Sunday, December 25, 2016

Dresser, Part 8 - The Top

As I've been ramping up my woodworking for this winter I've been spending some time on the top to the dresser. I don't have a lot of pictures mostly because despite it taking me two or three weeks to get it ready for the finishing room there's not really that many steps to it.

I had started a top previously but gave it up. The top requires a panel glue up that is 21" wide and 44" long. My plan was to glue up two pairs of board and to use my planer to make them flat again. Unfortunately my boards had wild enough grain that there was no direction I could pass them through the planer without getting severe chip-out. Frustrated I gave up and used those boards for other parts of the project. This was probably two years ago that I had reached this point.

The point I am at how is that the top is pretty much all that is left. Once the top is on I can put the back on - it's been ready and waiting for a year - and I can actually start using the dresser even as I finish the last few details.

I decided to attempt to reuse two of the boards from the old top and I added two new boards. I followed the same process as  I did the first time. When the planer started chipping the boards I tried a technique suggested to me by one of the clerks at Woodcraft which is to wet the tops of the boards with mineral spirits to soften the fibers and then send them through the planer.

This was a horrible idea. The first board passed through without any issue but the second board got stuck halfway through. When I stopped the planer and took a look at the board I saw black rubber marks on it. The rubber from the drive wheels on the planer was being dissolved by the mineral spirits! GAH!!!

I unplugged the planer, lifted it to its maximum height and wiped the rollers down with paper towels as best I could. I then let it sit for a day to finish drying. It's a quite expensive planer and I don't want to replace it because I do something dumb. Fortunately when I ran some boards through it the next day it all seemed to be fine.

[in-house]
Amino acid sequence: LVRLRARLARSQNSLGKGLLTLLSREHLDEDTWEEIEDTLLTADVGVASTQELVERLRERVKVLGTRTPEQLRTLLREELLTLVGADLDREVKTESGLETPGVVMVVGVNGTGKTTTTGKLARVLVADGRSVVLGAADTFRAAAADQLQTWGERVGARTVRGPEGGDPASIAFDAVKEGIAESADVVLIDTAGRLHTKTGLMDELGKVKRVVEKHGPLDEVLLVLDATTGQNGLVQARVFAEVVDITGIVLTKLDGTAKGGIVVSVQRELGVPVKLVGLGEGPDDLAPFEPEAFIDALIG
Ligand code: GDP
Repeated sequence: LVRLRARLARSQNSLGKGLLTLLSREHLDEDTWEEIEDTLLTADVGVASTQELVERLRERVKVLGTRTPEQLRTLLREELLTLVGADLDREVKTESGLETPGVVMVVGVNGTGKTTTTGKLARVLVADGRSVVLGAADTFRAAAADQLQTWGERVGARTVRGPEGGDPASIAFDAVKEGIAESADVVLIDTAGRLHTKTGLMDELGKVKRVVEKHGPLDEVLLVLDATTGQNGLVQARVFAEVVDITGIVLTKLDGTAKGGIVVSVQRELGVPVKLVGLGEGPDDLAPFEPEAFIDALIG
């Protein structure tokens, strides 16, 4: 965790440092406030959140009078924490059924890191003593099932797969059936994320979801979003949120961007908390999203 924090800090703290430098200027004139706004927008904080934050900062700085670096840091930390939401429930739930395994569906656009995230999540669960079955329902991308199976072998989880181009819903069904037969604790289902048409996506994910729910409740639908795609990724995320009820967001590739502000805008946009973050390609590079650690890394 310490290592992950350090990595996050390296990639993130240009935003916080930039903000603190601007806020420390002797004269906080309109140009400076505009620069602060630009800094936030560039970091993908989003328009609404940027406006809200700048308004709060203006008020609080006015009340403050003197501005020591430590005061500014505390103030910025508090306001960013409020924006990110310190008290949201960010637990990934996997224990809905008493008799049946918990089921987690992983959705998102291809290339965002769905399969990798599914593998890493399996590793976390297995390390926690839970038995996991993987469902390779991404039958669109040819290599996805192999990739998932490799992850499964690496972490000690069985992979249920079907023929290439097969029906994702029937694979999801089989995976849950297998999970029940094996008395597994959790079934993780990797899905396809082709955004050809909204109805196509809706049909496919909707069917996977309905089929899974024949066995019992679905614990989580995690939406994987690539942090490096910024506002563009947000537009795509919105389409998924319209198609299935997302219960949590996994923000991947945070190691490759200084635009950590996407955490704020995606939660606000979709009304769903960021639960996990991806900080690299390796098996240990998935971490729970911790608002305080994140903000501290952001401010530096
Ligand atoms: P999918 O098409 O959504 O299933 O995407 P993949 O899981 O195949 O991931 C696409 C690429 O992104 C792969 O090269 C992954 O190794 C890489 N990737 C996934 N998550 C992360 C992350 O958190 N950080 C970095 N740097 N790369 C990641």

But I have a new tool! I pulled out my new drum sander and it did a stunning job of removing the chipping from the boards. It took three or four heavy passes and the boards were then flat and chip free.

The next step was to glue the two pairs of boards together to make the full glue up. I took great care to get the boards to come out as even as possible. What little difference there was I removed with hand planes and my random orbit sander.

I used my circular saw and a straight edge to true up the ends, then I used my extra wide fence on my table saw to trim both ends straight, true and clean.

The top needs two more details. It gets a 1/4" bevel on the bottom of the sides and front and it gets a back rail. I used by 2 1/2 HP Dewalt handheld router and a large chamfer bit with a guide bearing to take small increments - about 1/6" each - until I  was down to the desired depth.

I'd made the back rail while the top was gluing. It's just another quartersawn white oak board that gets a 1/16" bevel around the top.

After chamfering the top and the back rail I glued the two of them together. One of the things I did to minimize glue squeeze out that I'd have to scrape off the front was to put a stopped groove on the bottom of the rail. I did this by setting my table saw fence to set the blade just a little inside the the thickness of the rail. I raised the blade so it'd make very shallow cut and marked the spot the blade entered and exited the top. This allowed me to drop the rail onto the blade, push the rail through until I hit the stop mark and then turn off the saw.

The glue up went well. I had plenty of squeeze out in the back and only a small spot to cleanup in the front. The groove worked.

It was later that night when I was thinking about the next steps that I realized I hadn't trimmed the width of the top yet. When I measured it I had a 22" wide board and it needs to be 21. Simple enough to fix. I just ran it through my table saw and reapplied the bevel to the front bottom.

After that it was a up to the finishing room where I could wipe the dust off with mineral spirits and apply my Watco Dark Walnut Oil. After two coats of oil I wiped the top down with shop towels until they came back mostly clean.

So far I'm pretty happy with how the top has come out. It's flat enough - not perfect but good enough. I kind of wish I'd remembered to put the wide board on the outside so when I trimmed the top to size it would be closer to the same size as the other boards. But, I'm happy enough with how it looks.